You may want to just say “I enjoy getting up early and making the most of my day”. It works best when we phrase our affirmations in the first person, present tense and as if already done. It also helps to repeat them first thing in the morning when we are a bit sleepy and before we go to bed so they become part of our unconscious mind.

4. Get excited about something

When I’m really excited about my work I leap out of bed. I can even find myself waking up at 3am thinking, “Is it still that early? Hurry up and get to a suitable hour so I can get into the day!” The fact it’s cold and dark outside doesn’t even enter my mind.

But when I hate the work I’m doing, it’s a different story. Instead of being like a ninja getting out of bed, I’m more like a sumo wrestler. Slow and heavy.

Before you go to sleep, try to think of something that you’re looking forward to doing the next day. You may want to write this down.

If nothing comes to mind, it may be time to shake things up a bit, step out of your comfort zone and introduce something new into your life. Whenever I start to lose my excitement and enthusiasm for life, I sign myself up to a course (dance, cooking, meditation, etc) or set myself some kind of challenge (to cook a new healthy meal each night, write my next book by the end of the month, etc). New experiences can provide you with insights and introduce you to mind expanding ideas and people.

5. Jump out of bed

We can spend a lot of time in bed thinking “Do I get up now…or give myself another 5 minutes….I really should get up…” and on and on this goes. Stop doing this (it’s pointless).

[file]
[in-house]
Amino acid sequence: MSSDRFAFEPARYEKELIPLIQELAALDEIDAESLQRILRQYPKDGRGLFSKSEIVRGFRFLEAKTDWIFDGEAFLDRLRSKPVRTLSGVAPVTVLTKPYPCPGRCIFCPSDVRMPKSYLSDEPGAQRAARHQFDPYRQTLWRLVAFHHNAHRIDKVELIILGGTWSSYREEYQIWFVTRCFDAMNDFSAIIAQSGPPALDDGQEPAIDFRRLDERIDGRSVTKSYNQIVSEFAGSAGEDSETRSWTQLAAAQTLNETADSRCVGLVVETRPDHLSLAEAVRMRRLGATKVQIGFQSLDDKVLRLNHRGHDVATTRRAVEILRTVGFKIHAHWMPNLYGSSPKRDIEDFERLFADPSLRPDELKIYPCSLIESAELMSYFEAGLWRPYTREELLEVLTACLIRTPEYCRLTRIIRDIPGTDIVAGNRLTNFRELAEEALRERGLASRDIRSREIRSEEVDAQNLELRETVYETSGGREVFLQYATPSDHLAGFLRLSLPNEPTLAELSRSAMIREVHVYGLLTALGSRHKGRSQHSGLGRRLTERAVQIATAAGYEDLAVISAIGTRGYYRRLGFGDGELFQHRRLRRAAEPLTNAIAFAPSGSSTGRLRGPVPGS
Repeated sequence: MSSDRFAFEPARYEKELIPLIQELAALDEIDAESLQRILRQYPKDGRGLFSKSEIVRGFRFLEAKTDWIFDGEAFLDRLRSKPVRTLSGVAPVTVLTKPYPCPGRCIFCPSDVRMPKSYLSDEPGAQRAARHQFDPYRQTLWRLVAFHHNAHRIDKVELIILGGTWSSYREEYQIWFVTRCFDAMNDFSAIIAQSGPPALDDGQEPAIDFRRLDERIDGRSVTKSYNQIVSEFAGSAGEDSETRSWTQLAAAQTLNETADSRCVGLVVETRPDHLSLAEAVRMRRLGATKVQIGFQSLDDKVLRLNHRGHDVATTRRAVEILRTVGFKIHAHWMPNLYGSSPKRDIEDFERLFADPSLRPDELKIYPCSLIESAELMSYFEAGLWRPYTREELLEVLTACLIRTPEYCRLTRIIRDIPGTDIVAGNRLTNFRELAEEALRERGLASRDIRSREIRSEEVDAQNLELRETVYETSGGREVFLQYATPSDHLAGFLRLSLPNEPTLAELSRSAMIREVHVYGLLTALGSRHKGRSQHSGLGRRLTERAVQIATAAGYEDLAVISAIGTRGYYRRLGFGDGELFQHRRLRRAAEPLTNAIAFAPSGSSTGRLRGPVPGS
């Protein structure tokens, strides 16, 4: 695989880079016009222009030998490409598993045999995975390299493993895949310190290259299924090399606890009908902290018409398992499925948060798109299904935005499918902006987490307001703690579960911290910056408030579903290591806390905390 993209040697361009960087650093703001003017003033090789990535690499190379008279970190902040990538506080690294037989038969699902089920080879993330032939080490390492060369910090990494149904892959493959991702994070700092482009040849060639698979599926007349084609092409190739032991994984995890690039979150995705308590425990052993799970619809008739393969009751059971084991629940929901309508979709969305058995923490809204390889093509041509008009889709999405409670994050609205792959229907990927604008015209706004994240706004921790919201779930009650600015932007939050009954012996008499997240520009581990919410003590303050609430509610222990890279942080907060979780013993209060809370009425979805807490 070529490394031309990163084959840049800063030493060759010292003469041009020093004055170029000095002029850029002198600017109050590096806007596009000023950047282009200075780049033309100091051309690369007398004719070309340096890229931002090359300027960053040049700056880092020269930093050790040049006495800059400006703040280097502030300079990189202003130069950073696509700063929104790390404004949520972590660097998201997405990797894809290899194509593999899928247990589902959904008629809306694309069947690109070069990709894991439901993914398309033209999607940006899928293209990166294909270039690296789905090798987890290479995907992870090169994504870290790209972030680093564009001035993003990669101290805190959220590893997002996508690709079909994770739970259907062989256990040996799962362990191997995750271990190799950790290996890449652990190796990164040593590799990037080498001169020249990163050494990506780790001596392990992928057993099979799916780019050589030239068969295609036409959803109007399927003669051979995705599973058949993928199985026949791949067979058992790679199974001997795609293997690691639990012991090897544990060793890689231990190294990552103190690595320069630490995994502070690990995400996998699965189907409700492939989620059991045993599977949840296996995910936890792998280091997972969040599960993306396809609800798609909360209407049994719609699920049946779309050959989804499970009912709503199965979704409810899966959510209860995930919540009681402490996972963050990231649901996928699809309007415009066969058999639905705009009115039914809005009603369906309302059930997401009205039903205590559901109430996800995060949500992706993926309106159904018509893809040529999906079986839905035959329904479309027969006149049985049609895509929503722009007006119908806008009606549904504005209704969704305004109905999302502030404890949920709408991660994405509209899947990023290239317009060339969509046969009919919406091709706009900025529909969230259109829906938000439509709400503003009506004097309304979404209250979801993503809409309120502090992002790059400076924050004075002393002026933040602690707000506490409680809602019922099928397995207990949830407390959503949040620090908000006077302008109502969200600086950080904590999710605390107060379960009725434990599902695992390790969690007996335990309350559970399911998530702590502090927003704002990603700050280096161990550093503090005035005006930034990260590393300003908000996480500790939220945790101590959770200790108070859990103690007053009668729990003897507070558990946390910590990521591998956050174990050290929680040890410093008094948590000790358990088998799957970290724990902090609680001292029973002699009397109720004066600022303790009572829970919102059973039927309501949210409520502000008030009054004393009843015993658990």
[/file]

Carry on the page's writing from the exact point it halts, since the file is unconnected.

Software developer David Cheong suggests –

“One trick I’ve found to be very effective in being an early riser and to stop myself from rationalising is to simply jump out of bed instantly. Once I am outside the comforts of the warm and cosy bed, I’m more likely to actually wake up and stay up.”

In Summary

The more you practice getting up ninja style the easier it will get. Why? Because it has positively reinforcing effects. When you get up earlier than you usually would, you’re more likely to take action on the areas that are important to you. Subsequently, it doesn’t take long before you start to see results and feel great about yourself and your life.

2 thoughts on “How to get out of bed ninja style

  1. A good way to force yourself to get up, especially when you are required to be somewhere (like at an early flight or an unusually early event) is to put your alarm clock somewhere far away from your bed so you have to take at least two or three steps to get there. Also hiding it under something so you need to look for it helps too.

    Once you are standing, there is no need to go back to bed.

    You snooze, you lose!

  2. All i do is turn my air to go on at 6:30 or whatever time I want to wake up or a little earlier. A little fact is temperature changes usually wake you up. The I jump awake and of course I want to wrap in a blanket but my dumb phone alarm is all the way across the room. Which means I have to get up and turn off the alarm. Then by then it is way too HARD to go back to bed.